Predicting jet engine component wear to enable proactive fleet maintenance
Author(s)Shirey, Eamonn Samuel.
Sloan School of Management.
Massachusetts Institute of Technology. Department of Mechanical Engineering.
Leaders for Global Operations Program.
David Hardt and Rahul Mazumder.
MetadataShow full item record
The principle driver of maintenance costs for commercial jet engines is the replacement of components that, upon inspection, are determined to be damaged beyond their repairable limits. In order to better predict the lifetime cost of maintaining engines through its flight hour agreement program, Pratt & Whitney aims to predict the probability of needing to replace these parts using information about how an engine has been used. Using historical repair records, we study a suite of statistical models and evaluate their performance in predicting part replacement rates. Despite a preference for interpretable models, we conclude that a random forest approach provides drastically more accurate predictions. We also consider the wider business implications of improved part replacement predictions, particularly as they pertain to forecasting material requirements and reducing volatility upstream in the supply chain.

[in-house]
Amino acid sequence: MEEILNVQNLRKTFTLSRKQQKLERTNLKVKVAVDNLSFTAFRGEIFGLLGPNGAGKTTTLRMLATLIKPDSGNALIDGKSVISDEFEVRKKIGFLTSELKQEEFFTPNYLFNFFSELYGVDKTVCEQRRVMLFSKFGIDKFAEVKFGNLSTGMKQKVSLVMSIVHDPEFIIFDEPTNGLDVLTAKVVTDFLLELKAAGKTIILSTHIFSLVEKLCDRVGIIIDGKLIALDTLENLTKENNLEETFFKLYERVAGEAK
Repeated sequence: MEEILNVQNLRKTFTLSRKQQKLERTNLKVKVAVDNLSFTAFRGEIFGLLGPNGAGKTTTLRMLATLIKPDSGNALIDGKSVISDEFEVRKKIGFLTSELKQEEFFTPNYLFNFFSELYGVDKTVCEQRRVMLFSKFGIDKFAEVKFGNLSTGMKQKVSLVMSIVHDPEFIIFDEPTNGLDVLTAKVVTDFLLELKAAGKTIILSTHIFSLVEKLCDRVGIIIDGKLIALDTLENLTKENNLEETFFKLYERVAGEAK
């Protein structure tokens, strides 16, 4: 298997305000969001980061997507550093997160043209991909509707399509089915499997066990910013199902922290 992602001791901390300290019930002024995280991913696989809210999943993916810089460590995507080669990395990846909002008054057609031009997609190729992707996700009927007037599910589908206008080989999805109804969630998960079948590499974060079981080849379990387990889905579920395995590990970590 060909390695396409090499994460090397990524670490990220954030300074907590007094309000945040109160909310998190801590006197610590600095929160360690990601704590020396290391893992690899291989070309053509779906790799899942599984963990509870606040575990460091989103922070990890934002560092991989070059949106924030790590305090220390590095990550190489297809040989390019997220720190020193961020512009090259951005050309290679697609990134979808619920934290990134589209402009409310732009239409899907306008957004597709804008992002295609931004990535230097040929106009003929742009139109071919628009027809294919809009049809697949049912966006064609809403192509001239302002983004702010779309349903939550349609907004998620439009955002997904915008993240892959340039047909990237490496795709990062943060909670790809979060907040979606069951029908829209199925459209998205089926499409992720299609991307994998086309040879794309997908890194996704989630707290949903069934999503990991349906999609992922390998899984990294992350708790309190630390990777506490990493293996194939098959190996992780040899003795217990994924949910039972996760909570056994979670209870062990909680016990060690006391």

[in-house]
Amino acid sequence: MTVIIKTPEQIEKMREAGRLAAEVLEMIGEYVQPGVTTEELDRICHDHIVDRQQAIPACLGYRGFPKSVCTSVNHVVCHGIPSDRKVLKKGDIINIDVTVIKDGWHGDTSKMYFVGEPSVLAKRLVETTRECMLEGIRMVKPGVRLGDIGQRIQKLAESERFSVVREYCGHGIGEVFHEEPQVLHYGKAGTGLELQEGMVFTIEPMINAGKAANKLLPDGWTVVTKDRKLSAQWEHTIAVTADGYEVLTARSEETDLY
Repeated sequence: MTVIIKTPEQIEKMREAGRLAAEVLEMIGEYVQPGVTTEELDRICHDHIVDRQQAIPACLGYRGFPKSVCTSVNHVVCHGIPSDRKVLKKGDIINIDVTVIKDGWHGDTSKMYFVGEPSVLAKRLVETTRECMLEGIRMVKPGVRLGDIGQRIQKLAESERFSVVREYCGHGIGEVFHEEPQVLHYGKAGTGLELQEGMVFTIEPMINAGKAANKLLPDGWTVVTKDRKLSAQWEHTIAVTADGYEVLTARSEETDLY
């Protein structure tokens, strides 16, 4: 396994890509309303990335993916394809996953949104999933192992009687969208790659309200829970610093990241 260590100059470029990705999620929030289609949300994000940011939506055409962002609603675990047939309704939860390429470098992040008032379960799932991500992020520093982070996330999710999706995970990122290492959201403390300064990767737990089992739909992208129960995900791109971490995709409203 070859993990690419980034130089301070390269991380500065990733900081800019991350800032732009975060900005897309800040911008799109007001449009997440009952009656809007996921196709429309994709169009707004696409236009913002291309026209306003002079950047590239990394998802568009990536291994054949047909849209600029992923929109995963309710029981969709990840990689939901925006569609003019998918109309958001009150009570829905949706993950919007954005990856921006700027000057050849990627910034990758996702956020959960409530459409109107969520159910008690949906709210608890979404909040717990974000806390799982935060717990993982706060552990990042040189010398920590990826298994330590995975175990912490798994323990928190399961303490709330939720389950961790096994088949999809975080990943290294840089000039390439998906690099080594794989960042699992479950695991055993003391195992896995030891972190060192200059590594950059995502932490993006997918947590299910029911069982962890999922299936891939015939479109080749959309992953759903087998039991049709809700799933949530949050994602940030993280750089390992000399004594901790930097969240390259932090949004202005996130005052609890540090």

Thesis: M.B.A., Massachusetts Institute of Technology, Sloan School of Management, 2019, In conjunction with the Leaders for Global Operations Program at MITThesis: S.M., Massachusetts Institute of Technology, Department of Mechanical Engineering, 2019, In conjunction with the Leaders for Global Operations Program at MITCataloged from PDF version of thesis.Includes bibliographical references (pages 65-66).
DepartmentSloan School of Management; Massachusetts Institute of Technology. Department of Mechanical Engineering; Leaders for Global Operations Program
Massachusetts Institute of Technology
Sloan School of Management., Mechanical Engineering., Leaders for Global Operations Program.